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Steven Holland

Nonlinear Regression

What makes an equation nonlinear?

A linear equation is any equation of the form y = ax + bz, that is, y as a sum of a set of one or more coefficients, each multiplied by a variable. Such an equation is said to be linear in its parameters (the coefficients a and b in this example) and its variables (here, x and z). Any equation that cannot be put into this form is said to be non-linear.

Some equations may not appear to be linear at first glance, but with a simple substitution, can be placed in linear form. For example, the equation y = ax + bx2 is linear because x2 could be replaced with a new variable z, converting the equation to y = ax + bz. Likewise, y = ax2 + c ex is also linear because with two substitutions, w=x2 and z=ex, the equation becomes y = aw + cz and is now in linear form.

Some equations cannot be recast into linear form by substitutions. For example, there is no such substitution for y = e(a+bx) that can place it in linear form. When this is the case, we must perform nonlinear least-squares regression, easily done in R with nls().

Chapter 20 of The R Book by Michael J. Crawley is an excellent treatment of non-linear regression, and it includes a helpful table (20.1) of twelve common non-linear functions. If you need to fit a non-linear function, start with this chapter.

Fitting a nonlinear regression in R

Michaelis-Menten kinetics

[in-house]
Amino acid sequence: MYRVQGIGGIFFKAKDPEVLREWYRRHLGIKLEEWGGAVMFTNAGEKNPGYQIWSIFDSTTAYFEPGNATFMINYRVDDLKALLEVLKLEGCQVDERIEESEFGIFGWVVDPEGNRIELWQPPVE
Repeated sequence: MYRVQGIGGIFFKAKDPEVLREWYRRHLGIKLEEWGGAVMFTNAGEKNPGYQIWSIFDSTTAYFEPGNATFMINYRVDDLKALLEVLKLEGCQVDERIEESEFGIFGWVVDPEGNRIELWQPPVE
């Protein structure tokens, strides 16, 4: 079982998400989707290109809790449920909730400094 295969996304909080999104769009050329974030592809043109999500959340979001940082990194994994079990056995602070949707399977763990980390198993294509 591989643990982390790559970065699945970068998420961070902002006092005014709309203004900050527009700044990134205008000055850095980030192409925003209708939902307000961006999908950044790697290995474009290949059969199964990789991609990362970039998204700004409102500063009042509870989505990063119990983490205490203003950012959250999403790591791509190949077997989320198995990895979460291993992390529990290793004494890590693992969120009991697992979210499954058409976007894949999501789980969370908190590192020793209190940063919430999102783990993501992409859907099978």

One common non-linear equation is the Michaelis-Menten function, which is used to describe the reaction rate as a function of substrate concentration. The Michaelis-Menten function is characterized by a steep rise that gradually flattens into a plateau. Initially, small increases in substrate concentration cause a substantial increase in reaction rate, but eventually, additional increases in concentration cause progressively smaller increases in reaction rate. Eventually reaction rate plateaus and does not respond to increases in concentration. The Michaelis-Menten function has this form:

Michaelis-Menten equation

where r is the growth rate (the dependent variable), C is the concentration (the independent variable), Vm is the maximum rate in the system, and K is the concentration at which the reaction rate is Vm/2. These last two parameters (Vm and K) are the Michaelis-Menten parameters to be fit.

To fit this model, begin by entering the data and plotting it.

concentration <- c(1,2,3,5,10,15,20,25,30,35);